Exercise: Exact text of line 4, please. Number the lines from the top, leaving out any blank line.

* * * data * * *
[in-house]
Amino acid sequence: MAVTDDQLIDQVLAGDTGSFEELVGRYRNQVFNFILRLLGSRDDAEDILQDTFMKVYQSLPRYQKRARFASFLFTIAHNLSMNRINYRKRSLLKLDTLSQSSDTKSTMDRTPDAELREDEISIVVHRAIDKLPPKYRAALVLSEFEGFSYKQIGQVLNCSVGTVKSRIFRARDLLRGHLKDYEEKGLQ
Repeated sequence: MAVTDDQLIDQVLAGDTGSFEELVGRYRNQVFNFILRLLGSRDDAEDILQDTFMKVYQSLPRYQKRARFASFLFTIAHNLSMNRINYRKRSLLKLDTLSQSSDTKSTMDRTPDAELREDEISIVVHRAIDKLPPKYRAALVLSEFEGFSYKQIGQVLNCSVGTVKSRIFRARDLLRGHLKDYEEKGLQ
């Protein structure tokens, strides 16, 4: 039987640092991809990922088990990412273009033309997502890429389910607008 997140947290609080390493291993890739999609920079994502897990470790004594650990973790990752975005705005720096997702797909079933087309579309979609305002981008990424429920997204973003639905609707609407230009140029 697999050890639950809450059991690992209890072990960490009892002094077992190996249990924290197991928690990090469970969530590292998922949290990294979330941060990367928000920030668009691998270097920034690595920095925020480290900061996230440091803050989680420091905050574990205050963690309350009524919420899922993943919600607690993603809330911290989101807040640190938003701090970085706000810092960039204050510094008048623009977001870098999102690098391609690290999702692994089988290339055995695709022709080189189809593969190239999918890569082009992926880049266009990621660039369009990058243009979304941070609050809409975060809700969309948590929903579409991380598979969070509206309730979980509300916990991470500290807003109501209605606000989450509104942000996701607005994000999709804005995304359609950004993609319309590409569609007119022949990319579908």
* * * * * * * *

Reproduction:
């Protein structure tokens, strides 16, 4: 039987640092991809990922088990990412273009033309997502890429389910607008 997140947290609080390493291993890739999609920079994502897990470790004594650990973790990752975005705005720096997702797909079933087309579309979609305002981008990424429920997204973003639905609707609407230009140029 697999050890639950809450059991690992209890072990960490009892002094077992190996249990924290197991928690990090469970969530590292998922949290990294979330941060990367928000920030668009691998270097920034690595920095925020480290900061996230440091803050989680420091905050574990205050963690309350009524919420899922993943919600607690993603809330911290989101807040640190938003701090970085706000810092960039204050510094008048623009977001870098999102690098391609690290999702692994089988290339055995695709022709080189189809593969190239999918890569082009992926880049266009990621660039369009990058243009979304941070609050809409975060809700969309948590929903579409991380598979969070509206309730979980509300916990991470500290807003109501209605606000989450509104942000996701607005994000999709804005995304359609950004993609319309590409569609007119022949990319579908």